February 04, 2019
Our February reading for Literacy, Equity + Remarkable Notes = LEARN critiques narratives of failure associated with literacy and literacy education that schools weave about Black male students. In an article published in Research in the Teaching of English, authors Valerie Kinloch, Tanja Burkhard, and Carlotta Penn detail the out-of-school literacy practices of two Black young men Khaleeq and Rendell. The authors discuss the importance of producing counter-narratives to negative messages that Khaleeq and Rendell receive in school about their intelligence and their community-based trajectories when “school is not enough.”
This is the fourth month of LEARN, a Marginal Syllabus co-developed with the National Writing Project (NWP) and the National Council of Teachers of English (NCTE). Each month during the 2018-19 academic year, we’ll collaboratively read and discuss an article, published by NCTE, that investigates the intersection of literacy and equity. Refer to the syllabus for information on all the annotatable readings, which will go “live” on the first Monday of each month, along with related events hosted by CLTV and others.
When School Is Not Enough: Understanding the Lives and Literacies of Black Youth,
by Valerie Kinloch, Tanja Burkhard, and Carlotta Penn
“I’m breathin’, feelin’ like I’m smart. That’s how I always wanna feel. I be in school and get tired being labeled the Black boy who don’t know somethin’, who ain’t smart enough. Out here, I don’t worry ’bout that.” —Khaleeq.
In February, we learn from the perspectives of Khaleeq and Rendell, two young men, age 18, engaged in community-based social justice initiatives to counter the deficit narratives encountered in school – narratives that tell them they are not enough. Researchers Valerie Kinloch, Tanja Burkhard, and Carlotta Penn challenge traditional notions of what counts as literacy, texts, and knowledge with this article. The research vignettes they share provide critical and inspiring insight about Khaleeq and Rendell’s frustrations and the shortcomings of schools that fail to recognize these young men’s assets. Because schooling has not developed a sense of agency for either Khaleeq or Rendell, the text shifts the focus from Black youth’s perceived underachievement in school to marking their achievements outside of school.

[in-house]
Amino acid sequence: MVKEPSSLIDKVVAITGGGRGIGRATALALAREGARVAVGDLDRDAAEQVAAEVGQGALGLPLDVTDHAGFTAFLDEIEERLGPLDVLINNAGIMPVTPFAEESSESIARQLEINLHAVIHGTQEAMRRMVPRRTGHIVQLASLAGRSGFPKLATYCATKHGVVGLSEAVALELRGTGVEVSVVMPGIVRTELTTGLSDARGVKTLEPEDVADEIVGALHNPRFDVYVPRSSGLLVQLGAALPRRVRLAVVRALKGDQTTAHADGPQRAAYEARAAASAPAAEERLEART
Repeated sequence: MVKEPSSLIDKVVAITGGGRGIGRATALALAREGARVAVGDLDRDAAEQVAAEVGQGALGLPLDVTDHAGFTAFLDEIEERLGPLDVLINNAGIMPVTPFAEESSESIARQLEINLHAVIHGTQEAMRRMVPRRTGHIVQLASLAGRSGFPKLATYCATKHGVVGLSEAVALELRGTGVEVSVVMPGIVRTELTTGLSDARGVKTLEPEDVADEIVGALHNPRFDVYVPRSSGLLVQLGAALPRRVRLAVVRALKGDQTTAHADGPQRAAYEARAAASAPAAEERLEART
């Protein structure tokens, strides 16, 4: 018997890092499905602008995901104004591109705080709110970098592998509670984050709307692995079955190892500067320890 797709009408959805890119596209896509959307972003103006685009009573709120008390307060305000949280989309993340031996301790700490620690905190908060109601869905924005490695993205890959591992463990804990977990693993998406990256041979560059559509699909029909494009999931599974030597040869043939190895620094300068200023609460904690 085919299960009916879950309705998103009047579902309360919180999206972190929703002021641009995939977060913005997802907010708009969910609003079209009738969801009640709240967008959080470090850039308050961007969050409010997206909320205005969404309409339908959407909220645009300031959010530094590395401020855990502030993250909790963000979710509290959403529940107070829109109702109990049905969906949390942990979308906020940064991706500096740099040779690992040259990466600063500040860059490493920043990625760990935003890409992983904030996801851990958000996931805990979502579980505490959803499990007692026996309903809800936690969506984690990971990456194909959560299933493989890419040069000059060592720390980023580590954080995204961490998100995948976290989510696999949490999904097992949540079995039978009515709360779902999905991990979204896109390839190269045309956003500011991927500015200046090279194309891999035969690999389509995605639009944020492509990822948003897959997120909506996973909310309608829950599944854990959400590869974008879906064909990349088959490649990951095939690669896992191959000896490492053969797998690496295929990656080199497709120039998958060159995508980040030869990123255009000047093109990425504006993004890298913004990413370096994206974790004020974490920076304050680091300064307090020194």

At the same time, the article brings readers inside intimate conversations with Khaleeq and Rendell as we listen to their voices and learn from their leadership experiences. Kinloch, Burkhard, and Penn’s analysis also offers implications for the design of more dynamic learning spaces to engage the support of families, service agencies, and community organizations. The young men’s counter-narratives provide both a point of reflection for educators, school leaders, and community partners, as well as key considerations for the work we do going forward to better support the literacy development of young Black men.
We invite you to engage in a conversation about professional learning and social justice in the teaching of English by annotating in the margins of this powerful work.
Join the Annotated Conversation
We invite you to read “When School Is Not Enough: Understanding the Lives and Literacies of Black Youth,” and annotate the text with your own thoughts and reactions. Annotations may be added using the web annotation tool Hypothesis. To add your own annotations, as well as to respond to others, sign up for your free account.
Share your annotations as you read or any time throughout the month. We also encourage you to use these readings and the opportunity to annotate however it best works for you—organize a study group, bring a class you are teaching, engage as an individual, or connect it to a meeting.
Image: Created by Matthew Faturoti (Project Write 2016). Project Write is a collaboration between the Philadelphia Writing Project and Independence National Park. Used with permission.